In Vietnam, as a 2015 the ban was lifted on same-sex marriage, but “[a]lthough same-sex marriage is permitted in Vietnam, lawmakers have not granted full recognition to the unions, which do not provide legal protections for spouses.” The country has also passed a law which seemingly recognizes full transgender rights as of 2017.
Singapore is behind the curve on gay rights as compared to Western Nations. Likewise the transgendered don’t have full equality. And they too have a vibrant subculture, legal sex change surgeries that have taken place since the early 1970s, and a degree of recognized lobbying power. Though their transgendered don’t see themselves as part of the same united front with gays, they, in Singapore, seem similarly situated in terms of their progress and rights.
Anthropologists trace the acceptance of people of mixed gender to pre-Colombian Mexico, pointing to accounts of cross-dressing Aztec priests and Mayan gods who were male and female at the same time. Spanish colonizers wiped out most of those attitudes in the 1500s by forcing conversion to Catholicism. But mixed-gender identities managed to survive in the area around Juchitán, a place so traditional that many people speak ancient Zapotec instead of Spanish.
So with a little over 800 words I’ve explored samples of the transgendered in the non-Western world. An exhaustive exploration obviously would take more time and effort. Like with homosexuals, the transgendered exist indigenously, cross culturally.This is not some new crazy phenomenon coming out of the modern demented, decadent, relativistic West mind.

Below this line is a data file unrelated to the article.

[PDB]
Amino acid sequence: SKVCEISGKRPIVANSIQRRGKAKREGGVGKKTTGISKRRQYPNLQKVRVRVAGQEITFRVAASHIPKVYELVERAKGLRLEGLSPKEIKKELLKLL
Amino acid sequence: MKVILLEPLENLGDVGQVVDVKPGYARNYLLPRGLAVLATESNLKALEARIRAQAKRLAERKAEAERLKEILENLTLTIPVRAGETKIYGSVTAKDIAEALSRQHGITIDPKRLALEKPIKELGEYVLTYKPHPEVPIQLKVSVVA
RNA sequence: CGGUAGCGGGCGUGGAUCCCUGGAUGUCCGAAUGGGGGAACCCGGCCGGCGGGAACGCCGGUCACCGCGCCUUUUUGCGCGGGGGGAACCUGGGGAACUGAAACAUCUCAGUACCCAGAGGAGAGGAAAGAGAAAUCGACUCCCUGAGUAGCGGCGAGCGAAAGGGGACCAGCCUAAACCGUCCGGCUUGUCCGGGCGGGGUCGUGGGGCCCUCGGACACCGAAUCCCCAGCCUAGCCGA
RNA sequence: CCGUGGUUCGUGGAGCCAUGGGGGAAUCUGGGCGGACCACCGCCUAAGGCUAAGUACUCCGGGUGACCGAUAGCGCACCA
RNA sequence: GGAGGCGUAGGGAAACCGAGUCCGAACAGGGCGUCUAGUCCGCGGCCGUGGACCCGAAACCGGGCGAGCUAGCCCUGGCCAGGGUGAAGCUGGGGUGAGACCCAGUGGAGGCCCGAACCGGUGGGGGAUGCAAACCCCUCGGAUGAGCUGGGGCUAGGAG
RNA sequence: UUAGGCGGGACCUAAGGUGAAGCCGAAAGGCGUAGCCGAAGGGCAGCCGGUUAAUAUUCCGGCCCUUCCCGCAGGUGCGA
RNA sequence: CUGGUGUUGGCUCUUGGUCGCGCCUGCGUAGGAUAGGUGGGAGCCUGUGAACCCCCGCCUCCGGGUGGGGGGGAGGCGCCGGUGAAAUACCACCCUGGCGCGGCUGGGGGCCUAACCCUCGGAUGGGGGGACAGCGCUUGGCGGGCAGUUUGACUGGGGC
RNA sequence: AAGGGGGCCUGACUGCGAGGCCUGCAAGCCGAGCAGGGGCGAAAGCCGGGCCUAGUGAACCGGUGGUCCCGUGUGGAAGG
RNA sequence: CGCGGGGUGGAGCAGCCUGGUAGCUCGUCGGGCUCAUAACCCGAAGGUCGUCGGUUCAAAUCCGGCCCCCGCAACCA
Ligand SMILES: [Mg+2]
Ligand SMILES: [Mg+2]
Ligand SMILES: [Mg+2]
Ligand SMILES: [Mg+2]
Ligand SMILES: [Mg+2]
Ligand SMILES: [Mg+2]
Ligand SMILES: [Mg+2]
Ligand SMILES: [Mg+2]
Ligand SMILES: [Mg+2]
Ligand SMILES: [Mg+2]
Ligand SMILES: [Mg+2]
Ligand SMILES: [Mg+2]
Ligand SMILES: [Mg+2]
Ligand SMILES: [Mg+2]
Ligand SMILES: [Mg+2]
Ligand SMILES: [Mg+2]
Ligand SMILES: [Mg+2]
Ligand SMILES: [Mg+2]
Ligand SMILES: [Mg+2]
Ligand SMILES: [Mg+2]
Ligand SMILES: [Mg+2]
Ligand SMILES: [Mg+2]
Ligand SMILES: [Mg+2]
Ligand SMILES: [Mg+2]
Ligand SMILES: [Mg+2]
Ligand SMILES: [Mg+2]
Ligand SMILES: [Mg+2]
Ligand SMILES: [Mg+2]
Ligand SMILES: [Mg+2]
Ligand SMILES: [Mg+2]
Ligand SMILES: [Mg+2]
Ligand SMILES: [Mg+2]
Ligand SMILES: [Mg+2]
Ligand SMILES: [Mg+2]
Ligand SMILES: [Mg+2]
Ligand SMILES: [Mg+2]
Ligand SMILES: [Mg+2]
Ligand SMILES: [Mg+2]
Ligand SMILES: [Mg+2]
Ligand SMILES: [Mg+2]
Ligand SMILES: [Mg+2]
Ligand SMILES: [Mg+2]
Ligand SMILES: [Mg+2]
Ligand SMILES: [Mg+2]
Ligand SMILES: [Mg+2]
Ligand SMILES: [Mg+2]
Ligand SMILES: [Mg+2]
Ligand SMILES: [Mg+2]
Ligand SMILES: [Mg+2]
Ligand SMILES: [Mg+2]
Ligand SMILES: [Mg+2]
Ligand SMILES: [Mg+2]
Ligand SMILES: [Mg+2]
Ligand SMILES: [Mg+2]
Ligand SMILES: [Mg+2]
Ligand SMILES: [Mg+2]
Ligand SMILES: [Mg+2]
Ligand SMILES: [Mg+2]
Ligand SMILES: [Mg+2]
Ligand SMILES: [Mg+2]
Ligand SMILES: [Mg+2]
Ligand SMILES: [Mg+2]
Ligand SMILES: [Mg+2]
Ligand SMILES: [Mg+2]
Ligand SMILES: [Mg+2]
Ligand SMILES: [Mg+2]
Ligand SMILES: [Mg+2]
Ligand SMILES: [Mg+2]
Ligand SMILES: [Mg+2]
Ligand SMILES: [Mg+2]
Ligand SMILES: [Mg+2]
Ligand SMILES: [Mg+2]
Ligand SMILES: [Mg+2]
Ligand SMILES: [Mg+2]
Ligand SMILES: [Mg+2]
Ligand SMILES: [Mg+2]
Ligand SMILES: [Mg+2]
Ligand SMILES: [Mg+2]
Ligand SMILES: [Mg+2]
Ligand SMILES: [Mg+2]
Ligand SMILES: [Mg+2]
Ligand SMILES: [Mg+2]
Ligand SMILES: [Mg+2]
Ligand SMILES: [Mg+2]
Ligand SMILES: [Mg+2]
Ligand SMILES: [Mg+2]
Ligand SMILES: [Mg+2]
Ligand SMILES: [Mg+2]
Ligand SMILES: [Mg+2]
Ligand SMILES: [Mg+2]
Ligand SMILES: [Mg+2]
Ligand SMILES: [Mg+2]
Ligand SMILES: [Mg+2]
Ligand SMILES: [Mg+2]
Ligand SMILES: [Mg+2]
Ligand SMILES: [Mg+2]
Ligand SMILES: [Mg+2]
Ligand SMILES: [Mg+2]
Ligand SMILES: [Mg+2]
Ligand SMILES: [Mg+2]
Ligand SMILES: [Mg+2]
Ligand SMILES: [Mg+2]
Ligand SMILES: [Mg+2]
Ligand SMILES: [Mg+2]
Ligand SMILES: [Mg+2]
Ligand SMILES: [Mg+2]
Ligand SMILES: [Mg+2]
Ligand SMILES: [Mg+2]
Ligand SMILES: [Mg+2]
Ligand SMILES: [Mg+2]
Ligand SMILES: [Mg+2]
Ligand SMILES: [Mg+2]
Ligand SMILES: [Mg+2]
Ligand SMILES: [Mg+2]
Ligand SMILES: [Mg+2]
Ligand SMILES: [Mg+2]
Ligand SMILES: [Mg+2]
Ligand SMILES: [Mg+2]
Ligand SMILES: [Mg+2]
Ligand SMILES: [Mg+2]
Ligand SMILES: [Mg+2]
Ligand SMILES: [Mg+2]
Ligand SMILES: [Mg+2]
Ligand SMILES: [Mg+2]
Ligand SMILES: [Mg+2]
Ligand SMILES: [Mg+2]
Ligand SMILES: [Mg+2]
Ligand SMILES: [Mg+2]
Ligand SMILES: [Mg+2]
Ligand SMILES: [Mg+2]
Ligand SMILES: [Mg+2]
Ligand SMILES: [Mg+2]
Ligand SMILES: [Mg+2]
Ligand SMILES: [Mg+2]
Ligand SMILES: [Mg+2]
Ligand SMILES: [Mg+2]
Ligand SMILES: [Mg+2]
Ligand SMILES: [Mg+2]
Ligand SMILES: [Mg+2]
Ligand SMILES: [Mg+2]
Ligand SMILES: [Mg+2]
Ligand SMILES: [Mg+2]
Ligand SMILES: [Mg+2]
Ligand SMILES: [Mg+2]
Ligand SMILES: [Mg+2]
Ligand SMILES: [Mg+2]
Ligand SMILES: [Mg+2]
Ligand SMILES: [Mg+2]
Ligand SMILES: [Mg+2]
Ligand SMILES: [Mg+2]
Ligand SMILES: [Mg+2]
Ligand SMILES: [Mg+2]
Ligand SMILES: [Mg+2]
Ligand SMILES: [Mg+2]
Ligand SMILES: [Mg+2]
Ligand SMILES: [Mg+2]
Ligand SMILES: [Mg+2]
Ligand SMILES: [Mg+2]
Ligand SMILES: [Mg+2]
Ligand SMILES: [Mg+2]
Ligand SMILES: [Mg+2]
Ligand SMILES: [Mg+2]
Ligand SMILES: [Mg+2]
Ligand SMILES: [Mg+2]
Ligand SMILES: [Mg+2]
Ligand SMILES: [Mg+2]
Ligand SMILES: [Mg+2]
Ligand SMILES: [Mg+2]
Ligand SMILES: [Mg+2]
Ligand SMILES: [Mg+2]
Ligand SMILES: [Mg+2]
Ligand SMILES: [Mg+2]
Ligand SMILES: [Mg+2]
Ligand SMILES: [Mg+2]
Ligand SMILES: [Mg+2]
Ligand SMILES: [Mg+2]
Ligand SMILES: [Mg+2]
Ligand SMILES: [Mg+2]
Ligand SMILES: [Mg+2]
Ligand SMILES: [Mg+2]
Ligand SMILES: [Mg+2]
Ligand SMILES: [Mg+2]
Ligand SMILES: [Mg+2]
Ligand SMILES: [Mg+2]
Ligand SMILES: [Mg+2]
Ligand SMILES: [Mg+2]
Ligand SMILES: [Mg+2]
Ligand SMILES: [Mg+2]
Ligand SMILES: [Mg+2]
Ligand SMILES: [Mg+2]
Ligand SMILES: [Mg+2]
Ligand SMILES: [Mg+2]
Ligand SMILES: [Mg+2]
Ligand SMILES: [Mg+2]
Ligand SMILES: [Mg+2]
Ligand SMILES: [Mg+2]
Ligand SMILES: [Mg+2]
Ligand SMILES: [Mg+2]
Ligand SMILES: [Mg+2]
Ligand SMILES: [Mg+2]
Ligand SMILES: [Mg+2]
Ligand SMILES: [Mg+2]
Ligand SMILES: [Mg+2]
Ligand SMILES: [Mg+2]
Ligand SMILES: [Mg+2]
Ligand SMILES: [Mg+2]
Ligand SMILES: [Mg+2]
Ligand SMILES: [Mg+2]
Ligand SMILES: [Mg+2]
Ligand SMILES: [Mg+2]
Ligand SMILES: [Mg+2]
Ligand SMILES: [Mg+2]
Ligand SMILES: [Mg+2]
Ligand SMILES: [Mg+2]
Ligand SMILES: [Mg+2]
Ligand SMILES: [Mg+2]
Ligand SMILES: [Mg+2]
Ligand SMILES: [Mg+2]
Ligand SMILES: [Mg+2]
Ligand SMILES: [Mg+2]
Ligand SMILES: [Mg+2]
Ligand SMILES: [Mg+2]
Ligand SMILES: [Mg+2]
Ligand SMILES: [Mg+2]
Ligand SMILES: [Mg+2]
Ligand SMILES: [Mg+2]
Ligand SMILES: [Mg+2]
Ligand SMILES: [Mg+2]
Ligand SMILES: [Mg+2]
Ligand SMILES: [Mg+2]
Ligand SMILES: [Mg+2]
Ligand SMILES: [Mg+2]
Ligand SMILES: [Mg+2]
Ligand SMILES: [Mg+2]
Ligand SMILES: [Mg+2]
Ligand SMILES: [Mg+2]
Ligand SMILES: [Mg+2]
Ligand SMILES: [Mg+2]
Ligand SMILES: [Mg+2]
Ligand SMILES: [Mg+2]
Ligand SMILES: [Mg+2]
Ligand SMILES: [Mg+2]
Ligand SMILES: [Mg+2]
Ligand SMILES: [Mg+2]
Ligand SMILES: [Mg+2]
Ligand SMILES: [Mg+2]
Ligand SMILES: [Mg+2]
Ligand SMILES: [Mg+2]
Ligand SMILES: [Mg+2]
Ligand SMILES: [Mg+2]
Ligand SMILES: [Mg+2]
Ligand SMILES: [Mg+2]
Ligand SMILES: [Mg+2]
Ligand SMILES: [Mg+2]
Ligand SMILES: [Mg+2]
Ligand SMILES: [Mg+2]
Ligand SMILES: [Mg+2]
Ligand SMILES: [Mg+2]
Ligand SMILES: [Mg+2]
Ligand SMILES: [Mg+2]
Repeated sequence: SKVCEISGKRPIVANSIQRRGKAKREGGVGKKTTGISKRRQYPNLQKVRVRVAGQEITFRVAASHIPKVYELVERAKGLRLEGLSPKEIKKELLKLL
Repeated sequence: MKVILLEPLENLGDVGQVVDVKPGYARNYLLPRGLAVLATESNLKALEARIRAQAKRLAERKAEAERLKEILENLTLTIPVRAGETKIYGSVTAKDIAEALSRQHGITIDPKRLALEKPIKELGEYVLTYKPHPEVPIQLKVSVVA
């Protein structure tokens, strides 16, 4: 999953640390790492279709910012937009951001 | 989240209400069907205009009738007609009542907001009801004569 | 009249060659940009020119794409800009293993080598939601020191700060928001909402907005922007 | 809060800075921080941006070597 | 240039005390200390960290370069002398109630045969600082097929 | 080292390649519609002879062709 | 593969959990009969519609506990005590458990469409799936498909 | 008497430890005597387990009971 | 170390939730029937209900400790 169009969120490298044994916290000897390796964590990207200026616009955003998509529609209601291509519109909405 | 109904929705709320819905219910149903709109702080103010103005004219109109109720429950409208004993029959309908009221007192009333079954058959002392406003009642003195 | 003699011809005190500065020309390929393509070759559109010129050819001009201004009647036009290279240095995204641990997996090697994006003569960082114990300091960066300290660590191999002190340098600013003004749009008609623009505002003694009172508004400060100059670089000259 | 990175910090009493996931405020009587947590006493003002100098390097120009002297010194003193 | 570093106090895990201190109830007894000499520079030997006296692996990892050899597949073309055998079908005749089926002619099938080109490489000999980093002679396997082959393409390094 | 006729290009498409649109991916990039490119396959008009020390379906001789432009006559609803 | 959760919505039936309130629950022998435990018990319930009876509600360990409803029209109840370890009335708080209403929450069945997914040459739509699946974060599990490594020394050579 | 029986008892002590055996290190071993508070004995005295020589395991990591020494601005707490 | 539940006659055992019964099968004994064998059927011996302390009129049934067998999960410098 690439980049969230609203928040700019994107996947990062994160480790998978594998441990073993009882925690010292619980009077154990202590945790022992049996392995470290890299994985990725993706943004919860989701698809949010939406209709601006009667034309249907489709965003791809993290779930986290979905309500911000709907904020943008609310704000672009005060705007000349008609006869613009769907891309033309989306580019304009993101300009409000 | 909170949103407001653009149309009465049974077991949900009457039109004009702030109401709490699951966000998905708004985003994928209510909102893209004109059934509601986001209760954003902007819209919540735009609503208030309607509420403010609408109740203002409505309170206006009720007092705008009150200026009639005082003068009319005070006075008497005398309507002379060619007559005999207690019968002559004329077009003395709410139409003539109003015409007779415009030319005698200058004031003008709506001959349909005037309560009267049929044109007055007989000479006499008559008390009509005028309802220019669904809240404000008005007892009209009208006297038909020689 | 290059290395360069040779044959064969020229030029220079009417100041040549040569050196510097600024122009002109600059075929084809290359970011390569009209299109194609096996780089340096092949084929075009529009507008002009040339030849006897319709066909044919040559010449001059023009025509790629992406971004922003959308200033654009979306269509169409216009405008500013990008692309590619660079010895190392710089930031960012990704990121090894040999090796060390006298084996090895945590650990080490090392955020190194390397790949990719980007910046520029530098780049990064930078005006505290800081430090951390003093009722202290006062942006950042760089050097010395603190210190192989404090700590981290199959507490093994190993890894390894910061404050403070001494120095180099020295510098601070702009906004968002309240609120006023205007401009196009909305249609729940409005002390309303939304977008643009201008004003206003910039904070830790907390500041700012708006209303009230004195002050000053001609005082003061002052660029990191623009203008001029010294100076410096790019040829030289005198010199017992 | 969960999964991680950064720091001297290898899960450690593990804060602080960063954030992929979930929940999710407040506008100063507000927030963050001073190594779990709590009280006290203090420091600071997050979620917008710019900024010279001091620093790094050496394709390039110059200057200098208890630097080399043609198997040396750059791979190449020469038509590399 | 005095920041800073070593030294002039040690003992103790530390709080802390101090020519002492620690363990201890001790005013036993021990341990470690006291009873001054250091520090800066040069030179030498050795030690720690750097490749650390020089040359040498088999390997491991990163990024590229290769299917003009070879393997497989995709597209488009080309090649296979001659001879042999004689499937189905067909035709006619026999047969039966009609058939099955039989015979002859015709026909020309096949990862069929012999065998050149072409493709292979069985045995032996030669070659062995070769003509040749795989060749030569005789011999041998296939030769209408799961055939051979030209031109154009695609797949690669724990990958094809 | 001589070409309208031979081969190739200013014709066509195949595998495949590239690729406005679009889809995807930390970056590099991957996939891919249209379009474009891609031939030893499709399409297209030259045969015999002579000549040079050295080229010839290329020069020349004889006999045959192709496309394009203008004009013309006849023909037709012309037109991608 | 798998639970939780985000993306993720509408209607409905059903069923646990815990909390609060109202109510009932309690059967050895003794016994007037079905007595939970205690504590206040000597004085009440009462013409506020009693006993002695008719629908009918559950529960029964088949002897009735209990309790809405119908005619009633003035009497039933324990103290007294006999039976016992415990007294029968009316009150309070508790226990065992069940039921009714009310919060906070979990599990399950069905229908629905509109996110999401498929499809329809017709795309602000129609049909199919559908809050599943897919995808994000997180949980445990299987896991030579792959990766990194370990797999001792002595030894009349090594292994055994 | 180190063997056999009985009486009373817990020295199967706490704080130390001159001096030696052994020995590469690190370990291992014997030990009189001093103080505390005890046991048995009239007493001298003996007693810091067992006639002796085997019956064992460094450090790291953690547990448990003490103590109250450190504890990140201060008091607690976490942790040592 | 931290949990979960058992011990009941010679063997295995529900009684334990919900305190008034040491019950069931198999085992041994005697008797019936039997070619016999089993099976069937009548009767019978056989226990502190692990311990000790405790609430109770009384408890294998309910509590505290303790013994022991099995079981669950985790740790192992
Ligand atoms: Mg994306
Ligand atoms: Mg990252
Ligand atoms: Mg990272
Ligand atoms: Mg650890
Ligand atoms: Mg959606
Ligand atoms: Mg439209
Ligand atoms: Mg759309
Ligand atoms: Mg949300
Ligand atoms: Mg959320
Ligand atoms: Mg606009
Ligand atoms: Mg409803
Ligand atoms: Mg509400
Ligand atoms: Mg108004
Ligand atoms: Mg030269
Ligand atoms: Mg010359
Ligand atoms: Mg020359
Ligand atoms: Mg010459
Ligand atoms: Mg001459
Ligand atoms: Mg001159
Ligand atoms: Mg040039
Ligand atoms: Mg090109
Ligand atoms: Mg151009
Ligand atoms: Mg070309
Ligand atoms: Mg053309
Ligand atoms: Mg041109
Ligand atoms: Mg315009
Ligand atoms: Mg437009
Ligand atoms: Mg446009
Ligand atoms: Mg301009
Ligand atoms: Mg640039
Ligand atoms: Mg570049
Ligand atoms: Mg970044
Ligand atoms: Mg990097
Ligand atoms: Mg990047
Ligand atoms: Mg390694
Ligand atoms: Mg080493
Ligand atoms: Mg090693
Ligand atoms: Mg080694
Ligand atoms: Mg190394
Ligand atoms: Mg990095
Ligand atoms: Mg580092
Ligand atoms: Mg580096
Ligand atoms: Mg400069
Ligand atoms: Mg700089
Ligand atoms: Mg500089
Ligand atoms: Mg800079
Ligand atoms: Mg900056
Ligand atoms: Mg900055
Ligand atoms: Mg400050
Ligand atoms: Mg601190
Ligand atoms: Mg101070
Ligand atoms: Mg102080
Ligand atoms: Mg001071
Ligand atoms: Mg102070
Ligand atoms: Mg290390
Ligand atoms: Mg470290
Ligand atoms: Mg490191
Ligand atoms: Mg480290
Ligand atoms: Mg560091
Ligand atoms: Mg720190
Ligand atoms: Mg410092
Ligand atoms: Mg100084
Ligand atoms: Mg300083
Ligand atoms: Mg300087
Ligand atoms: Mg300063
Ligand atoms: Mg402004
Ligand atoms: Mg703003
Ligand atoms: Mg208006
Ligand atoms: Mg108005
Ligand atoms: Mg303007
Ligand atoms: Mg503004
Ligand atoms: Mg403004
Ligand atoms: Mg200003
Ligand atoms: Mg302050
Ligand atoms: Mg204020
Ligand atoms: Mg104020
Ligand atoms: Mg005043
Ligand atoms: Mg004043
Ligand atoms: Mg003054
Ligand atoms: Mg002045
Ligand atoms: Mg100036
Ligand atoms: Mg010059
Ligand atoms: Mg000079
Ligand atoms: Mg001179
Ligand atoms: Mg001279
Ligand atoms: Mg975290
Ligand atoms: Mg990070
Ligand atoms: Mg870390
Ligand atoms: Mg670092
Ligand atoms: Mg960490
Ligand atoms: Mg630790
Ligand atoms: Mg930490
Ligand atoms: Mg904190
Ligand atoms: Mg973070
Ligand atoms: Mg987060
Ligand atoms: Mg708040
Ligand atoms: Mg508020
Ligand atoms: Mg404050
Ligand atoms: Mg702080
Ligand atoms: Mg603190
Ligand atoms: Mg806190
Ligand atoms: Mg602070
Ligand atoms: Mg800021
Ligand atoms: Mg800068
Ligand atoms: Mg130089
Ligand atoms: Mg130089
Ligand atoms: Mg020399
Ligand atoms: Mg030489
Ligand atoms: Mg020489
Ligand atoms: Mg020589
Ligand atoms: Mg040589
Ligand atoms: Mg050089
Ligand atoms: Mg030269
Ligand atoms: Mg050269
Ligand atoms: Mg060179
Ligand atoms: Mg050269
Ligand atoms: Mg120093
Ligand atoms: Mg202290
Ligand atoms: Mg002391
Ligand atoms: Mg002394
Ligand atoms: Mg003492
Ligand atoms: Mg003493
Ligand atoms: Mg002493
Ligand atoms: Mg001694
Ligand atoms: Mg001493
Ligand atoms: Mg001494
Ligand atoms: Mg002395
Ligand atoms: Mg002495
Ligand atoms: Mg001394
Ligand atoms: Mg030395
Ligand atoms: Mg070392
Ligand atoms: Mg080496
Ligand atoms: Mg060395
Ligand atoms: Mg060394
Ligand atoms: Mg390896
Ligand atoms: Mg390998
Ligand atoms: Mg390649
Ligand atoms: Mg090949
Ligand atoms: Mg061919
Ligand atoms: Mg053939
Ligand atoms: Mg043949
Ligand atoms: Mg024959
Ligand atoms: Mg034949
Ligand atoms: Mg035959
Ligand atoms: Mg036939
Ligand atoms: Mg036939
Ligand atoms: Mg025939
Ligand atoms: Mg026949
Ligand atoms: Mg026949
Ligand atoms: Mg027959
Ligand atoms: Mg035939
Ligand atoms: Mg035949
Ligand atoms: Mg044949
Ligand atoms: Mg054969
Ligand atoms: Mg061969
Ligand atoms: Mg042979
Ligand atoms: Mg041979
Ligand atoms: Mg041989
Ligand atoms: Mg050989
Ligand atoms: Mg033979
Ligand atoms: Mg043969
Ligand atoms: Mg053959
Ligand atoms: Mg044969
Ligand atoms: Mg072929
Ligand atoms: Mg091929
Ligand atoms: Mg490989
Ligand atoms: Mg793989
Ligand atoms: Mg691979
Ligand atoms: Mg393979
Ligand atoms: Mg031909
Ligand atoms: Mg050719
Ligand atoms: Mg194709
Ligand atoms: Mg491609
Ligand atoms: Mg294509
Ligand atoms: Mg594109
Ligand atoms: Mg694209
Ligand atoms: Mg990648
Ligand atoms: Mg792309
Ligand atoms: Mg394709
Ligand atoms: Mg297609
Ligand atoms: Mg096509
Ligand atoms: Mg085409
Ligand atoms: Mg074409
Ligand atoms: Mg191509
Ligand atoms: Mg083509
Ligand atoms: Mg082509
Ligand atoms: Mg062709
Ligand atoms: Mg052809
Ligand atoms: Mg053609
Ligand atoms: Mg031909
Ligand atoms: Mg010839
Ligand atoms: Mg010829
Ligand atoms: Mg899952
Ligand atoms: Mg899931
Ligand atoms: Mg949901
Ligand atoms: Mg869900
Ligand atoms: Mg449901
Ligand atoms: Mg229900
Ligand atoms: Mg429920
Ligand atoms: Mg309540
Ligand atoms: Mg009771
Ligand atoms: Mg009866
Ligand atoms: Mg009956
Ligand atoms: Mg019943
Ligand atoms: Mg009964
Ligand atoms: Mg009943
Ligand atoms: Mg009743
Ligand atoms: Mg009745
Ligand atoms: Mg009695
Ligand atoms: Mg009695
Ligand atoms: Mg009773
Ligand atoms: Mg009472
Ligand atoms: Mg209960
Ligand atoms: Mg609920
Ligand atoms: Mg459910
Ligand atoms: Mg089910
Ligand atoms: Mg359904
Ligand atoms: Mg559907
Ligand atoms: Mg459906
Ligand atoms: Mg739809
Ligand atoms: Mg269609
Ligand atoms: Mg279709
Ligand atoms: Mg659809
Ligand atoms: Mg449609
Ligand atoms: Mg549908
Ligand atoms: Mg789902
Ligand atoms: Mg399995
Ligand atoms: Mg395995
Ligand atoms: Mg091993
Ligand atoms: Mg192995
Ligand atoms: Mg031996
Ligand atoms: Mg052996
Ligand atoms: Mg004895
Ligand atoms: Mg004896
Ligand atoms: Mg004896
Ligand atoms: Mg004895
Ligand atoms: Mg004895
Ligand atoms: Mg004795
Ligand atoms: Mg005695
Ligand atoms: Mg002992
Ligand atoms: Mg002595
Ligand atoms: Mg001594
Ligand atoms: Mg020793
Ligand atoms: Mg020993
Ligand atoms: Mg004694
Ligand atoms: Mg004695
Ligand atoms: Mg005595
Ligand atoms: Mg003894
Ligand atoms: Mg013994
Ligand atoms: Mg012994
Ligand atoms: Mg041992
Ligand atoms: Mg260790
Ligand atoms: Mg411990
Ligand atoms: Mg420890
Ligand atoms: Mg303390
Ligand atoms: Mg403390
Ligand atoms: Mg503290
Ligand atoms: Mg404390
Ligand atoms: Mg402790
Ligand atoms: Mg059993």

A point made in the above paragraph quoted from the New York Times helps transition to the next section of this piece: The transgendered are anathema to traditional Christianity, particularly Catholicism, which conquered South and Latin America and parts of Asia. The Muxes survive and exist in spite of, not because of the traditional forces of Roman Catholicism in Mexico.
In particular Thomism, with its incorporation of Aristotelian thinking, seem hostile to viewing the transgendered as part of the “natural order of things.” Of course the Roman Catholic Church notably posits Thomism in its doctrine and dogma. But Thomism’s influence on other traditional forms of Christianity cannot be understated.
Rather, I think it’s that Thomism seeks a holistic matter and spirit/body and soul understanding of reality, where biology informs “oughts.” Non-Western cultures have a view of reality that elevates the spiritual over the material. So even if they are atheistic or agnostic, Buddhist cultures, for instance, are still quite spiritual, metaphorically speaking and hence likelier to downplay the material as illusory.